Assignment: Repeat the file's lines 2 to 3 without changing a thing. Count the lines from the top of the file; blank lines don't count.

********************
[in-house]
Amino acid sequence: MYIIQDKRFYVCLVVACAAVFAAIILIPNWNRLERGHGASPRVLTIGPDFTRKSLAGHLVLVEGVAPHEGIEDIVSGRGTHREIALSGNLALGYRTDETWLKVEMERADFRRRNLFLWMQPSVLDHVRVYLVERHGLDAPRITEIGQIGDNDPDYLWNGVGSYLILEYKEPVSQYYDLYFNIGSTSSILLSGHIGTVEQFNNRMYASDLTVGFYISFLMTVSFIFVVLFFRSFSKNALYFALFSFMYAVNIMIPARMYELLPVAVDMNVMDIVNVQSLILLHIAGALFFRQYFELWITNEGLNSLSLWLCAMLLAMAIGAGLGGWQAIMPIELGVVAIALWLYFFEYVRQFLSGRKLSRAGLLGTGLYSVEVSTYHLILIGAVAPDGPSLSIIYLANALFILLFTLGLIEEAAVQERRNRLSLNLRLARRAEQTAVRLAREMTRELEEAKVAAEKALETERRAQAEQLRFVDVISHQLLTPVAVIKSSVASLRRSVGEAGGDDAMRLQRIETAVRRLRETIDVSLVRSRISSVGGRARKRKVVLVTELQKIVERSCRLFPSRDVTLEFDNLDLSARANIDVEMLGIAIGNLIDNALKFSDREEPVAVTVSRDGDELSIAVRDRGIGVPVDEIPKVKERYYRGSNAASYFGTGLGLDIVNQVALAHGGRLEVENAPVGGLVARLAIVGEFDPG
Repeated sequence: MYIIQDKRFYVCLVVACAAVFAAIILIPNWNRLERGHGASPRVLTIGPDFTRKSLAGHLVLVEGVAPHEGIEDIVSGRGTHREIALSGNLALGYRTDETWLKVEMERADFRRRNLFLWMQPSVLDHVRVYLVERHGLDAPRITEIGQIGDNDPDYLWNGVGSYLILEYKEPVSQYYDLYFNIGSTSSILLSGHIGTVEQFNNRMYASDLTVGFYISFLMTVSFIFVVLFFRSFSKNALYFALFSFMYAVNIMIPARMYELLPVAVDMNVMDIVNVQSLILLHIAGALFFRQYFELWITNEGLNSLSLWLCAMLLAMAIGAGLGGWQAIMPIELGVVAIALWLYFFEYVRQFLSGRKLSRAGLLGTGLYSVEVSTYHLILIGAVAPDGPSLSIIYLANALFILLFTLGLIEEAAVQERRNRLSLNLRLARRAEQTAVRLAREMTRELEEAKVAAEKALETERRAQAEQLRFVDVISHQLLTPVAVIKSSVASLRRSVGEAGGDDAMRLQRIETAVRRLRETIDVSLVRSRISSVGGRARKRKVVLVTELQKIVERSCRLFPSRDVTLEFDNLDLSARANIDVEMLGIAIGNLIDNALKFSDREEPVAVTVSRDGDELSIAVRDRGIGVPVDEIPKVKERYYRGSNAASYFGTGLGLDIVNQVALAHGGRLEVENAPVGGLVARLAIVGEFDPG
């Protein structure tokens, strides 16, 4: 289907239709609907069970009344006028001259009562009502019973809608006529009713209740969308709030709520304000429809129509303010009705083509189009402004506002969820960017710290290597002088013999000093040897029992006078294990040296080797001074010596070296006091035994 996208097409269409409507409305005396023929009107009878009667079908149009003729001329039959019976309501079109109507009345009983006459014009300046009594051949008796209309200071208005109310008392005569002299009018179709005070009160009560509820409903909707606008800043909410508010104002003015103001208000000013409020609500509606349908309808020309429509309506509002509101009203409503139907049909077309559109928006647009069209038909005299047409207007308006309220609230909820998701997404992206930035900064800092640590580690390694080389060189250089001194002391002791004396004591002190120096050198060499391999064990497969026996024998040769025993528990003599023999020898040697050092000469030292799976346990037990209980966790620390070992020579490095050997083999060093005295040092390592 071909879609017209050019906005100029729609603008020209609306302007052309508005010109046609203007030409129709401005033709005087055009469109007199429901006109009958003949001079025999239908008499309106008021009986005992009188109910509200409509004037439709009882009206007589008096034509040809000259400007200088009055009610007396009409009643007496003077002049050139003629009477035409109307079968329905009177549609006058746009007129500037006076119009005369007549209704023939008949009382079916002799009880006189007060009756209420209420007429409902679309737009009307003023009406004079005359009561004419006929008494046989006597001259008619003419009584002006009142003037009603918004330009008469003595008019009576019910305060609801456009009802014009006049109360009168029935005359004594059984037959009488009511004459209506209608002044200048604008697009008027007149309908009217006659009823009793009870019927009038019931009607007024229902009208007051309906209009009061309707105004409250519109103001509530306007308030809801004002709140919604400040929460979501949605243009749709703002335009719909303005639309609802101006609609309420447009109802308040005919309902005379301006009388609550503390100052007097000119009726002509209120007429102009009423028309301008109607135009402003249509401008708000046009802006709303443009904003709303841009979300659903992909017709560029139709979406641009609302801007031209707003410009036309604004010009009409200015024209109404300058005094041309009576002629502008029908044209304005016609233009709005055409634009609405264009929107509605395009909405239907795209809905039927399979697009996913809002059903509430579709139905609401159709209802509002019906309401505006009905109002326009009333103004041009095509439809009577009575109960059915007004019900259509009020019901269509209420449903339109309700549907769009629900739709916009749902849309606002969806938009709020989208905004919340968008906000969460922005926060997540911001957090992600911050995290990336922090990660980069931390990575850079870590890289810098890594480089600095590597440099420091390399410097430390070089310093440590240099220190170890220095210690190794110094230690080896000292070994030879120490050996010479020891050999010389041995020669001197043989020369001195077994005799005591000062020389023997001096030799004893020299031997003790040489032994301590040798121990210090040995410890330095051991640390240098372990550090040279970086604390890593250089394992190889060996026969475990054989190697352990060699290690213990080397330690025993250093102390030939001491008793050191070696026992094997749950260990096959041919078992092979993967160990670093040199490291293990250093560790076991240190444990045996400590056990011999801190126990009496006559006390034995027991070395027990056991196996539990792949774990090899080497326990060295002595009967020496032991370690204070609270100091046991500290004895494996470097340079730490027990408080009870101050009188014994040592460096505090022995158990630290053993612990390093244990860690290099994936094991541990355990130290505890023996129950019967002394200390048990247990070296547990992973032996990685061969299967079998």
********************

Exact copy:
Amino acid sequence: MYIIQDKRFYVCLVVACAAVFAAIILIPNWNRLERGHGASPRVLTIGPDFTRKSLAGHLVLVEGVAPHEGIEDIVSGRGTHREIALSGNLALGYRTDETWLKVEMERADFRRRNLFLWMQPSVLDHVRVYLVERHGLDAPRITEIGQIGDNDPDYLWNGVGSYLILEYKEPVSQYYDLYFNIGSTSSILLSGHIGTVEQFNNRMYASDLTVGFYISFLMTVSFIFVVLFFRSFSKNALYFALFSFMYAVNIMIPARMYELLPVAVDMNVMDIVNVQSLILLHIAGALFFRQYFELWITNEGLNSLSLWLCAMLLAMAIGAGLGGWQAIMPIELGVVAIALWLYFFEYVRQFLSGRKLSRAGLLGTGLYSVEVSTYHLILIGAVAPDGPSLSIIYLANALFILLFTLGLIEEAAVQERRNRLSLNLRLARRAEQTAVRLAREMTRELEEAKVAAEKALETERRAQAEQLRFVDVISHQLLTPVAVIKSSVASLRRSVGEAGGDDAMRLQRIETAVRRLRETIDVSLVRSRISSVGGRARKRKVVLVTELQKIVERSCRLFPSRDVTLEFDNLDLSARANIDVEMLGIAIGNLIDNALKFSDREEPVAVTVSRDGDELSIAVRDRGIGVPVDEIPKVKERYYRGSNAASYFGTGLGLDIVNQVALAHGGRLEVENAPVGGLVARLAIVGEFDPG
Repeated sequence: MYIIQDKRFYVCLVVACAAVFAAIILIPNWNRLERGHGASPRVLTIGPDFTRKSLAGHLVLVEGVAPHEGIEDIVSGRGTHREIALSGNLALGYRTDETWLKVEMERADFRRRNLFLWMQPSVLDHVRVYLVERHGLDAPRITEIGQIGDNDPDYLWNGVGSYLILEYKEPVSQYYDLYFNIGSTSSILLSGHIGTVEQFNNRMYASDLTVGFYISFLMTVSFIFVVLFFRSFSKNALYFALFSFMYAVNIMIPARMYELLPVAVDMNVMDIVNVQSLILLHIAGALFFRQYFELWITNEGLNSLSLWLCAMLLAMAIGAGLGGWQAIMPIELGVVAIALWLYFFEYVRQFLSGRKLSRAGLLGTGLYSVEVSTYHLILIGAVAPDGPSLSIIYLANALFILLFTLGLIEEAAVQERRNRLSLNLRLARRAEQTAVRLAREMTRELEEAKVAAEKALETERRAQAEQLRFVDVISHQLLTPVAVIKSSVASLRRSVGEAGGDDAMRLQRIETAVRRLRETIDVSLVRSRISSVGGRARKRKVVLVTELQKIVERSCRLFPSRDVTLEFDNLDLSARANIDVEMLGIAIGNLIDNALKFSDREEPVAVTVSRDGDELSIAVRDRGIGVPVDEIPKVKERYYRGSNAASYFGTGLGLDIVNQVALAHGGRLEVENAPVGGLVARLAIVGEFDPG